This week we have seen three events that have shaped and will shape the educational scene for the future.
University of Texas Affirmative Action Case
First, the Supreme Court heard arguments in support of the University of Texas Affirmative Action Case and once again is considering the question of whether race should be a factor in the placement of students in schools. When I was a principal in the Kansas City Missouri School District’s court-ordered desegregation program, students were placed in magnet schools based on a ratio of 60% minority and 40% white students. The federal courts oversaw this placement, and it was considered legal at that time. Eventually, however, the placement of students based on race was found unconstitutional, and the program ended. What interests me about those affirmative action plans is that some researchers are saying the most effective programs to reduce the achievement gap between white and minority students have been desegregation programs based on placement by race. I am sure this research is weighing heavily on the Supreme Court Justices right now.
Death of the No Child Left Behind Act
Second, the death of the No Child Left Behind Act was confirmed by a Senate vote of 85-12 to scrap it. You may have read the various articles about the Federal Government’s attempt to make public schools accountable for student achievement. Once the President signs the change into law, each state will be in charge of its efforts to improve education for all children. One positive outcome that I believe came from NCLB is the emphasis on research-based student intervention plans, which before were plans based on other incentives such as ease of use or popularity. The transfer of responsibility to the states may even change the state testing practices, and I expect that the state’s low average testing results will cause some more discontent about the current testing practices that Colorado has adopted.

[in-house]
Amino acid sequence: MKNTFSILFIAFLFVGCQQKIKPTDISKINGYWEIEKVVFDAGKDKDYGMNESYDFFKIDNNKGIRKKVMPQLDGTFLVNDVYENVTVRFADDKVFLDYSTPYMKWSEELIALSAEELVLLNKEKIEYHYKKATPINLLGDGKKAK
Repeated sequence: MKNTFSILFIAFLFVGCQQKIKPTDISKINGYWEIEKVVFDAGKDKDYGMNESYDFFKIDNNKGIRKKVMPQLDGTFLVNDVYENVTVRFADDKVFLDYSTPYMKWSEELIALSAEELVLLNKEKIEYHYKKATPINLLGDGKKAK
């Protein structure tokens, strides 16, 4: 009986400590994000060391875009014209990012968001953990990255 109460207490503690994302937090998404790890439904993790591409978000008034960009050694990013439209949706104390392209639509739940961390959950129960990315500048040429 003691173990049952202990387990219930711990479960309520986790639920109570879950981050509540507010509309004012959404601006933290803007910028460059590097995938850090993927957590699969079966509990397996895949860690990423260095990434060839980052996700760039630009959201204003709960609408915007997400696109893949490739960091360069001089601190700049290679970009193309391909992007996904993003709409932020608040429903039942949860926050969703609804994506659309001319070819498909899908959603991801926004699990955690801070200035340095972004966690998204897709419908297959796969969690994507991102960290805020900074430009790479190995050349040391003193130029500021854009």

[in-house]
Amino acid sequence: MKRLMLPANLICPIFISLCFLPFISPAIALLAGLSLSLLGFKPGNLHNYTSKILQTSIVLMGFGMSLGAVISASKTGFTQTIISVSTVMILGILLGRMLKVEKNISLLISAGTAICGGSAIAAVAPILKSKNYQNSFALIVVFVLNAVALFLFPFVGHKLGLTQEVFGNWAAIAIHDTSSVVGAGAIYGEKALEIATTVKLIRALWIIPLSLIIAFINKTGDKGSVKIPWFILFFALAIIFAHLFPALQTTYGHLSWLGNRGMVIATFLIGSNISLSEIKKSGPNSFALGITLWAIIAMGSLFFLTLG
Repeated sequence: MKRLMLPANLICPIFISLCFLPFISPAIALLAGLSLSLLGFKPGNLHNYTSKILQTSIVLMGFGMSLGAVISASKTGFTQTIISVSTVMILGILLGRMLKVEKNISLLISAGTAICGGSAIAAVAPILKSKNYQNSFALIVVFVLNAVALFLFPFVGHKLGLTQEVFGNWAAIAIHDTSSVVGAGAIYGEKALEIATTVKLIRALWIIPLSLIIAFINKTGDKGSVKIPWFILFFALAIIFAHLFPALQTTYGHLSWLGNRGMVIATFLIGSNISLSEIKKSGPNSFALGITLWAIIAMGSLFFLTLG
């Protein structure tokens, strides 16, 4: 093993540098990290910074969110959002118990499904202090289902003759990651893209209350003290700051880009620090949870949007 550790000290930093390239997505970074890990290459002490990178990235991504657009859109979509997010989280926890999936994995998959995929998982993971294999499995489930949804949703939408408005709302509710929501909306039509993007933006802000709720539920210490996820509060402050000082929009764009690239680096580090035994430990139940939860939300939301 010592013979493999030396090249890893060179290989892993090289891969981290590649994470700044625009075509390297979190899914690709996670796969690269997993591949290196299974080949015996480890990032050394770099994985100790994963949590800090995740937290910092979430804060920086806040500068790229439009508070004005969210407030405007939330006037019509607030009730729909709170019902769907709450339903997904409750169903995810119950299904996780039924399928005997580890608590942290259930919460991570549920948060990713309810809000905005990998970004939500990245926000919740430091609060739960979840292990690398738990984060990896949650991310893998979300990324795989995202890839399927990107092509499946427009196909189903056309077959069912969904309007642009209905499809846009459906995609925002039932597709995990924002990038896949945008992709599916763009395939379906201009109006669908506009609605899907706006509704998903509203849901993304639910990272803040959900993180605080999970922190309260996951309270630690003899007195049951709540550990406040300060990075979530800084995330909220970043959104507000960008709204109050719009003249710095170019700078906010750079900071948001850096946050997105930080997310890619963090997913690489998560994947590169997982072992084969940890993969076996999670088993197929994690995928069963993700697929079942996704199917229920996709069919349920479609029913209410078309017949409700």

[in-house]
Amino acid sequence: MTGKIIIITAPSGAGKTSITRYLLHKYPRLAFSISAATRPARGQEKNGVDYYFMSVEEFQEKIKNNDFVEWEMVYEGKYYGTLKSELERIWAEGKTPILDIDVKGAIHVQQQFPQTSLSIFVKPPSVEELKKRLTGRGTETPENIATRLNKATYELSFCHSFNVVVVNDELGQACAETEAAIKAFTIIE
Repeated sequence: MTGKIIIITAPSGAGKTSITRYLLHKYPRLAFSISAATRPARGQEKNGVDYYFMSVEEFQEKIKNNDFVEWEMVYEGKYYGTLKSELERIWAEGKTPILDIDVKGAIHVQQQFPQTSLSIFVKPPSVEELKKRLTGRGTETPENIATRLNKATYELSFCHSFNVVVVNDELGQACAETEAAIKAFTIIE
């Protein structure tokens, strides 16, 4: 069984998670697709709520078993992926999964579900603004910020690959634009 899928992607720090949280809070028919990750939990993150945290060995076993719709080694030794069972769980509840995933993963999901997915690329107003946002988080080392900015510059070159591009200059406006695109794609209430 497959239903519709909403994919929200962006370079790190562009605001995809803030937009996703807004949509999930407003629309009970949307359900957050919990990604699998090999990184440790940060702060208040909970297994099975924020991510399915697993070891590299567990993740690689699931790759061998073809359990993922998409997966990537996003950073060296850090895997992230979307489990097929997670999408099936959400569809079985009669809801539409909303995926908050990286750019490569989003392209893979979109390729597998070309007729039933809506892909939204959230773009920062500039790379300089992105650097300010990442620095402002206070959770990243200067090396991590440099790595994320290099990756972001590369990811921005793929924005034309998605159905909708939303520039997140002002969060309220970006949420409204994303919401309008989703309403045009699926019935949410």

Test Scores Released
Third, the release of Test Scores for each school in Colorado will be available today, and I will note ours below. I do not yet know when PSD schools will give out individual student test score information, but we should know soon when they will be released. The outcomes are surprising in my opinion, and because this is a baseline year it will be challenging to tease out meaningful implications until we have at least three years of test results.
|State Average||PSD Average||FCMS Average|
Thoughts on These Results
This information is the percentage of students that met and or exceeded expectations on the tests. Since we only tested at Grade 3 last year, the above results are only for Grade 3. As you can see, our students tested well above the State and PSD averages. And until we have had more time to analyze individual results, as well as the results of three years of data in the future, it will be difficult to make more definitive statements than, “It certainly didn’t hurt anyone to be in a Montessori classroom last year.”
My hope is that Montessori-educated children will continue to do better because we focus on both process and content. Maybe the essential life skills of planning, attention to detail, maintaining focus, collaboration with others, and managing social interactions are somehow reflected by the test. But that would take quite a stretch of my imagination to think it could be true.